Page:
While the 146th Kentucky Derby was due to be held without fans on Saturday evening, the streets of Louisville were far from empty as multiple militia groups and dueling protesters gathered throughout the city.
Hundreds of Trump-supporting militia members marched through the southern city into the path of Black Lives Matter supporters protesting both the March death of local EMT worker Breonna Taylor and the staging of the famous horse race.
The coalition of far-right marchers were led by Dylan Stevens, who brands himself online as the “Angry Viking” and has made YouTube videos sympathetic to the far-right group Patriot Prayer, and denouncing Black Lives Matter. His militia following, referred to online as the Angry Vikings, advertised their demonstration online, sometimes billing it explicitly as a rally to counter the Not Fucking Around Coalition (NFAC), a Black militia.
Some small scuffles broke out between the Angry Vikings and Black Lives Matter protesters in Jefferson Square Park before Louisville cops arrived in riot gear and dispersed the crowds.
Stevens agreed to leave the park after speaking with Breonna Taylor protesters, the Louisville Courier Journal reported. Stevens reportedly said he wasn't against the Black Lives Matter supporters but, rather, NFAC, who staged a demonstration elsewhere in Louisville on Saturday.
Protesters demanding justice for Breonna Taylor said they were fed up with the focus always being on militia groups, while the message of peaceful demonstrators who have devotedly shown up every day for the past three months too often goes unheard.
“I came out to support my people. I work a corporate job, but still have to deal with discrimination. You see people in social media claim we’re thugs, we’re not thugs. We just want justice for Breonna Taylor. And meanwhile the city spent all this money to make sure this event went off as many of its citizens are hurting,” Rashad Myers told The Daily Beast.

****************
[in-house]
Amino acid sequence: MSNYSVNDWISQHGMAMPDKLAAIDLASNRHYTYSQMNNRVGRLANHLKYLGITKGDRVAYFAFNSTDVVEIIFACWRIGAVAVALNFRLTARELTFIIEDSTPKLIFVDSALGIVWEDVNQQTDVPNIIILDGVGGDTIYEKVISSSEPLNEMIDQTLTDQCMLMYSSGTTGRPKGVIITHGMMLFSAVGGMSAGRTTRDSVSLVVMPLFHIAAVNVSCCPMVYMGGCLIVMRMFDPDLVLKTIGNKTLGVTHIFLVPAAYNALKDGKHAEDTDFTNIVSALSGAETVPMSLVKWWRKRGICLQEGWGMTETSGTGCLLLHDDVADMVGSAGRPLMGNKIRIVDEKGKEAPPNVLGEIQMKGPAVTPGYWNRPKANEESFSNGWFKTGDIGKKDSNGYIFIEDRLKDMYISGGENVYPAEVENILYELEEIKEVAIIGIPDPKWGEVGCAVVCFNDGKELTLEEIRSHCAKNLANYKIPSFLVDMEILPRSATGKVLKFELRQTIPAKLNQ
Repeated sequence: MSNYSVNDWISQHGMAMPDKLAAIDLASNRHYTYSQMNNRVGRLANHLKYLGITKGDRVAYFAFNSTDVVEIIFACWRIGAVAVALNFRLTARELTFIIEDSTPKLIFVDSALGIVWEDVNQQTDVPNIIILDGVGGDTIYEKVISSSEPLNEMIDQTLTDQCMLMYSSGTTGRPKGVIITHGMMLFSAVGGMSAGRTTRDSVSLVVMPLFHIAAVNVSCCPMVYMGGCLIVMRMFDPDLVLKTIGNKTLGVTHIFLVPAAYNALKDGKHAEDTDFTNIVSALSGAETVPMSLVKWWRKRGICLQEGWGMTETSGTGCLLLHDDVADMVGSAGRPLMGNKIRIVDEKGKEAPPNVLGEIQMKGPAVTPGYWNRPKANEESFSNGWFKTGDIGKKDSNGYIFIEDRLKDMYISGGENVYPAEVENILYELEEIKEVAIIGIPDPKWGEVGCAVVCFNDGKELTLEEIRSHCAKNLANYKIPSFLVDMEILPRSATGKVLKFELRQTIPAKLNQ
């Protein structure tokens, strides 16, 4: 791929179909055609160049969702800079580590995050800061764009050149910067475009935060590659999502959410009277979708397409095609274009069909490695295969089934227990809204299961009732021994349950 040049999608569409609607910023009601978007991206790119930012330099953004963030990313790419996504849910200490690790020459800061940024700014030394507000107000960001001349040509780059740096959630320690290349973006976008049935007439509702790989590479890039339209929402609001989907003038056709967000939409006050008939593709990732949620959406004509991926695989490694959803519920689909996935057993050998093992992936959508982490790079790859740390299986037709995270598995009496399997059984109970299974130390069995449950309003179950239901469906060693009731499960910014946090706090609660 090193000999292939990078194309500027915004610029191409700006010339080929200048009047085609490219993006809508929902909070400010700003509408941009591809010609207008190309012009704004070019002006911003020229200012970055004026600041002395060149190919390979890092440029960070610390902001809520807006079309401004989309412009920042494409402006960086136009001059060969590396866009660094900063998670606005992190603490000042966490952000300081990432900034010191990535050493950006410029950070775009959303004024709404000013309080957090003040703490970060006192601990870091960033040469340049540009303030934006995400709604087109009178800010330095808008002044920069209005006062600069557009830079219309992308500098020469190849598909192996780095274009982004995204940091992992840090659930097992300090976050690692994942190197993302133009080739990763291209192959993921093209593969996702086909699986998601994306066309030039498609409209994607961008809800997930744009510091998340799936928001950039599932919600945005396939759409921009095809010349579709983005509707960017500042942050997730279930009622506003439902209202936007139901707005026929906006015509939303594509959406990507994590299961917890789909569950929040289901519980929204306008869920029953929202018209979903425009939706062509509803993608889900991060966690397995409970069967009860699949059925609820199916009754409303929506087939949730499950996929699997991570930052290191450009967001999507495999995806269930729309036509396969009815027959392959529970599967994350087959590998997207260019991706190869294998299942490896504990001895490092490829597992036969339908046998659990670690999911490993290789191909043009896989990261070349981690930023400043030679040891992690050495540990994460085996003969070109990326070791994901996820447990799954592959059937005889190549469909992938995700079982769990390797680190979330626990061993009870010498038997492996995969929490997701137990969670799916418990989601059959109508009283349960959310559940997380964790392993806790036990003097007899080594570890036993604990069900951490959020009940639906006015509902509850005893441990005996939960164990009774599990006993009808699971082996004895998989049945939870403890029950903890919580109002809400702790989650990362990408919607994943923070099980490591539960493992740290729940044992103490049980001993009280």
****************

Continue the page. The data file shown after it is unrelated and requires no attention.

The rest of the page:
“I grew up in Louisville, live in D.C. now. I came back home to support the cause. The movement for Breonna’s justice started off slow, then [it was] incubated by the George Floyd murder, it accelerated the cause here,” said a demonstrator who gave her name only as Rhonda J.
Black Lives Matter activists marched from South Central Park to Churchill Downs Racetrack, where they were met by a heavy armed presence that included the Kentucky National Guard, Louisville Metro Police Department, Jefferson County Sheriff Department, and Kentucky State Police, all stationed behind barricades and fencing.
The crowd chanted, “I don’t see no riot here so why are you in riot gear?”
“People are more important than horses,” local pastor Dr. F. Bruce Williams told the crowd. “Louisville wants us to stop demonstrating, so we can go back to business as usual. Going back to business as usual was not good for everyone.”
“Today it’s different,” Sadiqa Reynolds, CEO of Louisville Urban League, said. “No peace, no rest, no quiet, until we have justice. No derby.”
Quan Kaiser, who identified himself as a councilman for a diverse militia group named United Pharaoh's Guard militia, said his group came to Louisville on Saturday to protest the police-killing of Breonna Taylor and to educate people about the Second Amendment.
“I want everyone to exercise their Second Amendment, Black, white, brown, Asian, everyone,” he told The Daily Beast. “I’ve been to the gun range with someone who has totally different views.”
The NFAC also assembled in South Central Park on Saturday afternoon. The Black militia’s members have appeared at racial justice protests and counter-demonstrated against racist rallies across the south this year.
During a July 25 rally in Louisville over the death of Taylor, a Black woman fatally shot by Louisville Police in her home this year, the NFAC faced off against the far-right “Three-Percenter” militia.
The July protest, in which NFAC members heavily outnumbered Three-Percenters, ended anxiously, with three people injured when an NFAC member accidentally fired a gun. The NFAC’s founder, John "Grandmaster Jay" Johnson, has differentiated the group from other racial justice movements by stating that the group was not affiliated with the Black Lives Matter movement and that he did not view them as protesters.
"We are a Black militia,” Johnson told Newsweek this year. “We aren't protesters, we aren't demonstrators. We don't come to sing, we don't come to chant. That's not what we do.”
Johnson has also courted controversy with endorsements for Black nationalist or Black exodus movements, and tweeting a fake Hitler quote that maligned Jews.